So, we didn't get our liftoff last week exactly as expected, or perhaps it's still playing out, but the issue for the bigger picture in gold remains. Remember, what has to be decided is whether this is the middle part of a corrective pattern from the 2006 highs or the start of a new impulsive bull leg. Ultimately, silver will probably take its general direction from whichever outcome is decided for gold, leaving a very bullish future with the possibility of one more correction first. $14 ... remains a psychological resistance level. The Street seemed to shrug off the much higher than expected PPI data last week, but it is unlikely to do so again if CPI comes in above expectations. Expectations for further rate cuts in the US, though decreasing, persist. The greatest risk to the rally in gold ... falling expectations for another cut. ~ Precious Points: Liftoff? October 13, 2007
It was the liftoff indeed as gold's bounce off the triangle trendline described here last week extended over $770 in the front month futures contract. Any question as to the short term direction for precious metals was settled Monday night with Chairman Bernanke's recounting of recent financial turmoil to the Economics Club of New York, wherein he asserted that inflation readings would continue to be "favorable" as housing drags on the overall economy through at least the first half of 2008.
As if echoing this portion of Bernanke's remarks, Sectary of the Treasury Henry Paulson said in a high profile speech the following day housing would drag on the economy longer than expected. Though falling housing prices and the writedowns suffered by owners of asset-backed derivatives suggest a deflationary spiral, these comments seemed to renew Bernanke's pre-chairmanship promise that any deflationary period would be mild and short lived, and his speech had the overall effect of opening the door to the idea of further rate cuts on October 31 and, of course, to further weakness in the dollar and further strength in precious metals.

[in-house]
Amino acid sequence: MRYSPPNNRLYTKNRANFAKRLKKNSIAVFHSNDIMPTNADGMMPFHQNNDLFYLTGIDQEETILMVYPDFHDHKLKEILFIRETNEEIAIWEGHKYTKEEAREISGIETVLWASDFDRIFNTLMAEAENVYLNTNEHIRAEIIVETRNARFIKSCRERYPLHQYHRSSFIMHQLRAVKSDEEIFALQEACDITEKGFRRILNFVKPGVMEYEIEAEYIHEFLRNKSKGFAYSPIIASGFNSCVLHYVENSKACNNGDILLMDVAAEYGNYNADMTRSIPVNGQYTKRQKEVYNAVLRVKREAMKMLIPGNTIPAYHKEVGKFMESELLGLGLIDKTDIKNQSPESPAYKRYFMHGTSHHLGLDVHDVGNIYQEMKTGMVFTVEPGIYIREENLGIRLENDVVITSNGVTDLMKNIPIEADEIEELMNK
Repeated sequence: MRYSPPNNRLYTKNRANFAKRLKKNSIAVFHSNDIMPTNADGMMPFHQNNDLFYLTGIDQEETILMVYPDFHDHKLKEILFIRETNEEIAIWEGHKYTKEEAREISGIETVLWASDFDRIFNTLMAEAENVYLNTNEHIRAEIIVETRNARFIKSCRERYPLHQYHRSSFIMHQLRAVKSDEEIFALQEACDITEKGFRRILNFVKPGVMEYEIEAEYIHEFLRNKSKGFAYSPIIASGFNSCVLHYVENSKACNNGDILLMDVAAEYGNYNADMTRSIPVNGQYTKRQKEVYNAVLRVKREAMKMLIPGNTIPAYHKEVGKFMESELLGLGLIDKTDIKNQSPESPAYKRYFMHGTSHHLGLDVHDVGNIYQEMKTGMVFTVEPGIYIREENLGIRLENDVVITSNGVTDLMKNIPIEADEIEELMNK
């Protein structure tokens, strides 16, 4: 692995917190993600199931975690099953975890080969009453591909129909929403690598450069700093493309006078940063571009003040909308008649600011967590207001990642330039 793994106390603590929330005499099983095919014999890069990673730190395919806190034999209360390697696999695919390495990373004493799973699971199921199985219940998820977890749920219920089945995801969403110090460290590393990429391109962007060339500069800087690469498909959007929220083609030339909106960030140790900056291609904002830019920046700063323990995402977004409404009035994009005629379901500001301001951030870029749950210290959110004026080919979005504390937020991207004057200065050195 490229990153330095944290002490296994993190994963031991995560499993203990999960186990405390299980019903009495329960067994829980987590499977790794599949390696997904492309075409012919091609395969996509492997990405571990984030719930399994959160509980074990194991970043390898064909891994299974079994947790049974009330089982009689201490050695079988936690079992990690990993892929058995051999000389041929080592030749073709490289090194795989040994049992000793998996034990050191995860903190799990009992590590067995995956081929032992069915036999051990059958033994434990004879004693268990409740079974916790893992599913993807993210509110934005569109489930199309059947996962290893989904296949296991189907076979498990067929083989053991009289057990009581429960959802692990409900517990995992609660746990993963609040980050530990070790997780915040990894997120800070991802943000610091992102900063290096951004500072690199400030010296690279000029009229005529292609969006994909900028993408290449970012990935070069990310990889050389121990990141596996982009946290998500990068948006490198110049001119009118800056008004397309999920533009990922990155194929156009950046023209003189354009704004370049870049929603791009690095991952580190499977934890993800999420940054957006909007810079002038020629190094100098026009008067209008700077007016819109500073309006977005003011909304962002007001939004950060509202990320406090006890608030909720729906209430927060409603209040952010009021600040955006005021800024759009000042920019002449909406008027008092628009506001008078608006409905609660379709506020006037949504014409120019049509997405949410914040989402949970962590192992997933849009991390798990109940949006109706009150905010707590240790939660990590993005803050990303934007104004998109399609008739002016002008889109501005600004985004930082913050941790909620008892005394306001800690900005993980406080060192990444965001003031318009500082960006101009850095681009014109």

This was somewhat of a reversal from last week, which saw decreasing likelihood for a another rate cut which threatened to spark a rally in the dollar. Instead, as comments in the TTC forums indicate, the dovish posture from the U.S.'s top economic and monetary policy makers clearly tipped the scales in favor of further advances for gold and silver - enough so that we at last entered the target area for this advance according to the corrective pattern from the May 2006 high scenario. Remember that theory would have a seemingly impulsive move make new highs, fail, and retrace the advance well below $700. As this update has maintained for weeks, the current advance in metals, and gold in particular, has been almost entirely based on currency rates, and these hinge on relative economic strength as well as the degree to which the Fed remains dovish and the ECB hawkish.
The only real scare came as Bernanke spoke about "uncertainty" Friday morning, seeming to suggesting at first glance that any premium built upon rate cutting expectations were unfounded. But, upon further inspection, however, it could be reasonably argued Bernanke was actually further establishing the foundation for another cut in October. Though he had acknowledged the Fed's success at on Monday in stabilizing financial markets, a fact that is supported by recent indicators, his attention began to shift towards the larger economy on Monday and this shift was fully realized in Friday's address to the St. Louis conference.